Saturday, November 28, 2009

Identity Thunder Storms

I have been recently reminded of how it feels to be knocked off center and to temporarily loose the knowledge of my rooted, steady, core self. What makes that happen? Why do certain events or people leave us feeling strip-mined and exposed? Do we permit our secure identities to be rattled by others or do they steal it? When we have felt that someone has violated our personal sense of self by being disrespectful or selfish, how long does it take for us to settle back in to our intrinsic sense of empowerment and groundedness? This is an important question to weigh, because really, even when truly wronged, I think we are all somewhat responsible for any power we give away to others. Sometimes it takes a thunder storm to clear to clear the air though.

There is a whole succession of stages we often go through to right ourselves or recalibrate our internal compass – sometimes taking minutes, sometimes taking years. It is much like the water cycle: evaporation, condensation, precipitation, and collection. First the individual molecules of emotion (anger, hurt, shame, expectation, hope, attachment) are evaporated by our internal sun and become vapor in our stomachs; then they condense into powerful arrows that we want to aim and shoot. Once the vapor has transformed to liquid and the air claps together from the lightning’s void, our feelings release with heavy precipitation. Finally, after the rain has fallen, we are able to recollect ourselves and become intimate again with the deep blue body of water that is our true self. I guess the goal is to honor this cycle and to try to move as quickly through the sequence as we can so we are able rightfully claim our authentic existence, unabashedly real and powerful.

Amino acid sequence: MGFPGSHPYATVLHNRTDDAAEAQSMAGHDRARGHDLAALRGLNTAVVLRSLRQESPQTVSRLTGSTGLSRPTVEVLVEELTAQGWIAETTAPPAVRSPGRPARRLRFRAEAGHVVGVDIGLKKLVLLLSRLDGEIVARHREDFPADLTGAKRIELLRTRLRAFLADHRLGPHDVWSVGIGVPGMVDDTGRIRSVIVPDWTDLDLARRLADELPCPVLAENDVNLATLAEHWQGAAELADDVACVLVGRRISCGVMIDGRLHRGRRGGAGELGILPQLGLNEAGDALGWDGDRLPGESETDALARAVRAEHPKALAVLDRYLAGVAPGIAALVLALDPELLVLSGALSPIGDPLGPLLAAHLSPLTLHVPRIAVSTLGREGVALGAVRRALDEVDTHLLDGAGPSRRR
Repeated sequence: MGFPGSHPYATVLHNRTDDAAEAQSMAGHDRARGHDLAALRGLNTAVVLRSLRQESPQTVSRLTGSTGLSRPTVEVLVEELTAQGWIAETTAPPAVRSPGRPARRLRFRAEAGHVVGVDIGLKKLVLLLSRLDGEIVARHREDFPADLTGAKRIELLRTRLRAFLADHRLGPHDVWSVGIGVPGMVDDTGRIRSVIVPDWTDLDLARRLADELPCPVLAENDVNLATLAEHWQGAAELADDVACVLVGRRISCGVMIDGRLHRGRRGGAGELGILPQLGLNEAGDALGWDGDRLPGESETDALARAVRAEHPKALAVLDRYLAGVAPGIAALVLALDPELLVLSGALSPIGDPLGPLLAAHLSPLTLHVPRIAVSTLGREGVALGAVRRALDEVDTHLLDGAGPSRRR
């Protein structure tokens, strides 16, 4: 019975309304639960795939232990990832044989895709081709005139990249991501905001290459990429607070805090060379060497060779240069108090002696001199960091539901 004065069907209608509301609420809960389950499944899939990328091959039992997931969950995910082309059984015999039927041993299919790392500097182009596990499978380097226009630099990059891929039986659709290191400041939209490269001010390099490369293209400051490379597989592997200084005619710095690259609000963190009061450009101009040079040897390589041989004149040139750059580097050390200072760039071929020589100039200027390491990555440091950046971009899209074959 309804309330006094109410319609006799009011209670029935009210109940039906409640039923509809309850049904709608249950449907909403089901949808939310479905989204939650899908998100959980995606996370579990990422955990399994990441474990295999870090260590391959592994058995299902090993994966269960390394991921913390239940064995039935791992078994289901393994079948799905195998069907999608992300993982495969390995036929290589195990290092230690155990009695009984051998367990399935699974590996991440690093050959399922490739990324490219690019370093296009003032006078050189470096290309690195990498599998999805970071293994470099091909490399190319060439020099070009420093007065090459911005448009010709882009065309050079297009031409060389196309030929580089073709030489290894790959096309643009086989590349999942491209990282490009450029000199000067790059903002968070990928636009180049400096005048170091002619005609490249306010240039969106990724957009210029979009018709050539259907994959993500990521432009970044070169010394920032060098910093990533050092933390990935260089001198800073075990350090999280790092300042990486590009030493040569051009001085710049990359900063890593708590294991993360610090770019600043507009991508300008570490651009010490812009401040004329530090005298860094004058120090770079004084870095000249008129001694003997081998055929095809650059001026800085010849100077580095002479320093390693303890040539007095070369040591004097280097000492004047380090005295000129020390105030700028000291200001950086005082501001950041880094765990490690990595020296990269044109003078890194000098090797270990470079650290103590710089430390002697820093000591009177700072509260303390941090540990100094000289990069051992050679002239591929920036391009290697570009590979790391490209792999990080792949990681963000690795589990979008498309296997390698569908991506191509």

1. I needed to hear this today.

    It's so easy to waste time regretting getting off track. We must remember to move on quickly!

  2. Thanks for your beautiful writing, Jess! I want to share something that Stephen told me the other day when I was recounting the story of my recent dating experience to him. When I asked him what he thought about this guy, he responded, "Kristin, it's not about them, it's about you. It's about how you choose to respond." Somehow I feel his insight is appropriate regarding this recent post.


  3. Thanks for the comment KT. It's also helpful to try to not take some things personally and kick any shame over one's decisions and actions right out the door.